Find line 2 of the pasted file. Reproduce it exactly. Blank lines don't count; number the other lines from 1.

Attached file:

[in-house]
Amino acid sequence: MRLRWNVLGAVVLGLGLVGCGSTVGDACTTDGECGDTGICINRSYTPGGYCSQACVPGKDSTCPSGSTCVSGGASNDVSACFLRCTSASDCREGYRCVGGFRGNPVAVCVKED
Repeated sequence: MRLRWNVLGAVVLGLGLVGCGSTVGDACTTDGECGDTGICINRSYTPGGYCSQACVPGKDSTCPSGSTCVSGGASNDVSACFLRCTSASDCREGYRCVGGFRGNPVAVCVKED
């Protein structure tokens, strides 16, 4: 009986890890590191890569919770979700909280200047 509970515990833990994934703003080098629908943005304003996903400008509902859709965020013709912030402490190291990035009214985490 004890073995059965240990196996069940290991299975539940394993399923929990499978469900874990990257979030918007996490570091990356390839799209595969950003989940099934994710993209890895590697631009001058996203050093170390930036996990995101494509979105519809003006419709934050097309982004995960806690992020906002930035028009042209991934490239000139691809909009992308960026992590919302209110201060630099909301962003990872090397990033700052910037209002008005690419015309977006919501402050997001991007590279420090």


Amino acid sequence: MRLRWNVLGAVVLGLGLVGCGSTVGDACTTDGECGDTGICINRSYTPGGYCSQACVPGKDSTCPSGSTCVSGGASNDVSACFLRCTSASDCREGYRCVGGFRGNPVAVCVKED